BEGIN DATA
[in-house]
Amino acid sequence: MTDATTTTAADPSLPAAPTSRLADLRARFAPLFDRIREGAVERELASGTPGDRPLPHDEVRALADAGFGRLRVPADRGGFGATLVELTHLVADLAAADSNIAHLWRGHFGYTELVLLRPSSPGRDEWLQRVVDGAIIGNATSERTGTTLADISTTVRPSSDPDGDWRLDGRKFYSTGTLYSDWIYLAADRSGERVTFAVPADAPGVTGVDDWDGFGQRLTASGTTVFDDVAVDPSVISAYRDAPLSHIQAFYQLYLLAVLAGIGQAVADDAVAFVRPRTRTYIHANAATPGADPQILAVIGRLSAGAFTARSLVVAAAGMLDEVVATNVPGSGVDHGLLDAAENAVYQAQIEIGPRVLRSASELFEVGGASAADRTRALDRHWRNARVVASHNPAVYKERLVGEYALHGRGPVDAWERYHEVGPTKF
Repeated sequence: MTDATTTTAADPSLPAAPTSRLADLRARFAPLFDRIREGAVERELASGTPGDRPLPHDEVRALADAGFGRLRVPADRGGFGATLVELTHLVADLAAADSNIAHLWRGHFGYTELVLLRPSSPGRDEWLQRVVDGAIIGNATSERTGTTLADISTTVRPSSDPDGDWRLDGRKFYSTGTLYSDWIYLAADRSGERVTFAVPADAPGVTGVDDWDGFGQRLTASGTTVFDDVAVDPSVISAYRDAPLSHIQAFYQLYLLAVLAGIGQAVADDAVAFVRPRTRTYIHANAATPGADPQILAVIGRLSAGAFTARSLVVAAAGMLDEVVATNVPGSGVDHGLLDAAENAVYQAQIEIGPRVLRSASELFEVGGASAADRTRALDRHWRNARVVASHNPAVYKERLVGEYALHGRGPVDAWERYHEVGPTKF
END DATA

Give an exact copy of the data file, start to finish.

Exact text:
[in-house]
Amino acid sequence: MTDATTTTAADPSLPAAPTSRLADLRARFAPLFDRIREGAVERELASGTPGDRPLPHDEVRALADAGFGRLRVPADRGGFGATLVELTHLVADLAAADSNIAHLWRGHFGYTELVLLRPSSPGRDEWLQRVVDGAIIGNATSERTGTTLADISTTVRPSSDPDGDWRLDGRKFYSTGTLYSDWIYLAADRSGERVTFAVPADAPGVTGVDDWDGFGQRLTASGTTVFDDVAVDPSVISAYRDAPLSHIQAFYQLYLLAVLAGIGQAVADDAVAFVRPRTRTYIHANAATPGADPQILAVIGRLSAGAFTARSLVVAAAGMLDEVVATNVPGSGVDHGLLDAAENAVYQAQIEIGPRVLRSASELFEVGGASAADRTRALDRHWRNARVVASHNPAVYKERLVGEYALHGRGPVDAWERYHEVGPTKF
Repeated sequence: MTDATTTTAADPSLPAAPTSRLADLRARFAPLFDRIREGAVERELASGTPGDRPLPHDEVRALADAGFGRLRVPADRGGFGATLVELTHLVADLAAADSNIAHLWRGHFGYTELVLLRPSSPGRDEWLQRVVDGAIIGNATSERTGTTLADISTTVRPSSDPDGDWRLDGRKFYSTGTLYSDWIYLAADRSGERVTFAVPADAPGVTGVDDWDGFGQRLTASGTTVFDDVAVDPSVISAYRDAPLSHIQAFYQLYLLAVLAGIGQAVADDAVAFVRPRTRTYIHANAATPGADPQILAVIGRLSAGAFTARSLVVAAAGMLDEVVATNVPGSGVDHGLLDAAENAVYQAQIEIGPRVLRSASELFEVGGASAADRTRALDRHWRNARVVASHNPAVYKERLVGEYALHGRGPVDAWERYHEVGPTKF